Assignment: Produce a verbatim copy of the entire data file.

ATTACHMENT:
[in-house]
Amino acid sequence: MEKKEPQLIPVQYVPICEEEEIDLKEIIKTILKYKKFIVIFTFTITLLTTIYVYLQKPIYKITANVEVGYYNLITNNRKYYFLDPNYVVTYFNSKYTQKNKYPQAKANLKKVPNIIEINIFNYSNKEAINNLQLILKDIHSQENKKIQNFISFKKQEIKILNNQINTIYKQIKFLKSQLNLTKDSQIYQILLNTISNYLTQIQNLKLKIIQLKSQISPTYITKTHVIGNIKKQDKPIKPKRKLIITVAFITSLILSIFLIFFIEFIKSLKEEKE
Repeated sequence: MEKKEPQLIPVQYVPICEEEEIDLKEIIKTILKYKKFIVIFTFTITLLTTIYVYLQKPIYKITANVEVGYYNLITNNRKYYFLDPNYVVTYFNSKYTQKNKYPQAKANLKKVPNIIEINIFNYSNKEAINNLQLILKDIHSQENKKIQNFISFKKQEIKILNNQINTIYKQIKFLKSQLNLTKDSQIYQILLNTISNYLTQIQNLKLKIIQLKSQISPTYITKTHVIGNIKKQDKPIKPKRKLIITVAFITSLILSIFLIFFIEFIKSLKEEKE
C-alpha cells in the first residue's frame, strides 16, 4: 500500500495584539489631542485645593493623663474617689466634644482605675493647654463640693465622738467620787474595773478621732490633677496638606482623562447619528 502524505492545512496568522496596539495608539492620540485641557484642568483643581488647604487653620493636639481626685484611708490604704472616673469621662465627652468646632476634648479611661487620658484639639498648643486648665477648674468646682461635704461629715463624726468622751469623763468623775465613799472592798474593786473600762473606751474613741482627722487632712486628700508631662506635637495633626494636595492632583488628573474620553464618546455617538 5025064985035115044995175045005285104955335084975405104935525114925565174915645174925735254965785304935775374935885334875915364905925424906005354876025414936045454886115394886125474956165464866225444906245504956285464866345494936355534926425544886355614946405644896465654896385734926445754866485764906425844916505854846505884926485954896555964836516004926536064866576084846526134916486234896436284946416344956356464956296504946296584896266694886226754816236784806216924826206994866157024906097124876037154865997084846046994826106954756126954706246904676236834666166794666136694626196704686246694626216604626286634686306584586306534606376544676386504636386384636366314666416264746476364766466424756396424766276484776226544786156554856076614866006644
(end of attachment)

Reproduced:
[in-house]
Amino acid sequence: MEKKEPQLIPVQYVPICEEEEIDLKEIIKTILKYKKFIVIFTFTITLLTTIYVYLQKPIYKITANVEVGYYNLITNNRKYYFLDPNYVVTYFNSKYTQKNKYPQAKANLKKVPNIIEINIFNYSNKEAINNLQLILKDIHSQENKKIQNFISFKKQEIKILNNQINTIYKQIKFLKSQLNLTKDSQIYQILLNTISNYLTQIQNLKLKIIQLKSQISPTYITKTHVIGNIKKQDKPIKPKRKLIITVAFITSLILSIFLIFFIEFIKSLKEEKE
Repeated sequence: MEKKEPQLIPVQYVPICEEEEIDLKEIIKTILKYKKFIVIFTFTITLLTTIYVYLQKPIYKITANVEVGYYNLITNNRKYYFLDPNYVVTYFNSKYTQKNKYPQAKANLKKVPNIIEINIFNYSNKEAINNLQLILKDIHSQENKKIQNFISFKKQEIKILNNQINTIYKQIKFLKSQLNLTKDSQIYQILLNTISNYLTQIQNLKLKIIQLKSQISPTYITKTHVIGNIKKQDKPIKPKRKLIITVAFITSLILSIFLIFFIEFIKSLKEEKE
C-alpha cells in the first residue's frame, strides 16, 4: 500500500495584539489631542485645593493623663474617689466634644482605675493647654463640693465622738467620787474595773478621732490633677496638606482623562447619528 502524505492545512496568522496596539495608539492620540485641557484642568483643581488647604487653620493636639481626685484611708490604704472616673469621662465627652468646632476634648479611661487620658484639639498648643486648665477648674468646682461635704461629715463624726468622751469623763468623775465613799472592798474593786473600762473606751474613741482627722487632712486628700508631662506635637495633626494636595492632583488628573474620553464618546455617538 5025064985035115044995175045005285104955335084975405104935525114925565174915645174925735254965785304935775374935885334875915364905925424906005354876025414936045454886115394886125474956165464866225444906245504956285464866345494936355534926425544886355614946405644896465654896385734926445754866485764906425844916505854846505884926485954896555964836516004926536064866576084846526134916486234896436284946416344956356464956296504946296584896266694886226754816236784806216924826206994866157024906097124876037154865997084846046994826106954756126954706246904676236834666166794666136694626196704686246694626216604626286634686306584586306534606376544676386504636386384636366314666416264746476364766466424756396424766276484776226544786156554856076614866006644